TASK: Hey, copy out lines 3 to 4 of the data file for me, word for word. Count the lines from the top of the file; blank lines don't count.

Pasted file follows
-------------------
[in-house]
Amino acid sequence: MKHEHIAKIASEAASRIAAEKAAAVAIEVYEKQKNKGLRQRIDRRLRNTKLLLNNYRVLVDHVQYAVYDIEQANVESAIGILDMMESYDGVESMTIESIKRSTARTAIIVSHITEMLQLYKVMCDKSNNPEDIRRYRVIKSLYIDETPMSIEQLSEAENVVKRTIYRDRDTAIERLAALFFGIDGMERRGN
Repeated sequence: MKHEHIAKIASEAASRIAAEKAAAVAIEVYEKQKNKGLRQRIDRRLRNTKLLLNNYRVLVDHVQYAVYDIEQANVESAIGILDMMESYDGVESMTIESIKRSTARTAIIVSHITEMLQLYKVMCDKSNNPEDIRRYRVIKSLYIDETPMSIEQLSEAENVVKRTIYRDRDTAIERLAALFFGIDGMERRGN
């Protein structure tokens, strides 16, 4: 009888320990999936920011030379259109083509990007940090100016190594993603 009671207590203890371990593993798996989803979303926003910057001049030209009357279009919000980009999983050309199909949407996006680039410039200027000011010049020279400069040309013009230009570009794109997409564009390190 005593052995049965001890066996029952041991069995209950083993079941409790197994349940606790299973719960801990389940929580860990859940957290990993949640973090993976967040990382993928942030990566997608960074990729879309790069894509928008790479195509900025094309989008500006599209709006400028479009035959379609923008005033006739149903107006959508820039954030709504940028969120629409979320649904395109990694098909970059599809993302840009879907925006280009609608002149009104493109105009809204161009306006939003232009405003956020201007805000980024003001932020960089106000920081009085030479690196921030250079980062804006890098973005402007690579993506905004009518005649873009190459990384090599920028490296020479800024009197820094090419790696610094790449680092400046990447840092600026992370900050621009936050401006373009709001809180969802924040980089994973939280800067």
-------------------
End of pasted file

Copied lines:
Repeated sequence: MKHEHIAKIASEAASRIAAEKAAAVAIEVYEKQKNKGLRQRIDRRLRNTKLLLNNYRVLVDHVQYAVYDIEQANVESAIGILDMMESYDGVESMTIESIKRSTARTAIIVSHITEMLQLYKVMCDKSNNPEDIRRYRVIKSLYIDETPMSIEQLSEAENVVKRTIYRDRDTAIERLAALFFGIDGMERRGN
């Protein structure tokens, strides 16, 4: 009888320990999936920011030379259109083509990007940090100016190594993603 009671207590203890371990593993798996989803979303926003910057001049030209009357279009919000980009999983050309199909949407996006680039410039200027000011010049020279400069040309013009230009570009794109997409564009390190 005593052995049965001890066996029952041991069995209950083993079941409790197994349940606790299973719960801990389940929580860990859940957290990993949640973090993976967040990382993928942030990566997608960074990729879309790069894509928008790479195509900025094309989008500006599209709006400028479009035959379609923008005033006739149903107006959508820039954030709504940028969120629409979320649904395109990694098909970059599809993302840009879907925006280009609608002149009104493109105009809204161009306006939003232009405003956020201007805000980024003001932020960089106000920081009085030479690196921030250079980062804006890098973005402007690579993506905004009518005649873009190459990384090599920028490296020479800024009197820094090419790696610094790449680092400046990447840092600026992370900050621009936050401006373009709001809180969802924040980089994973939280800067």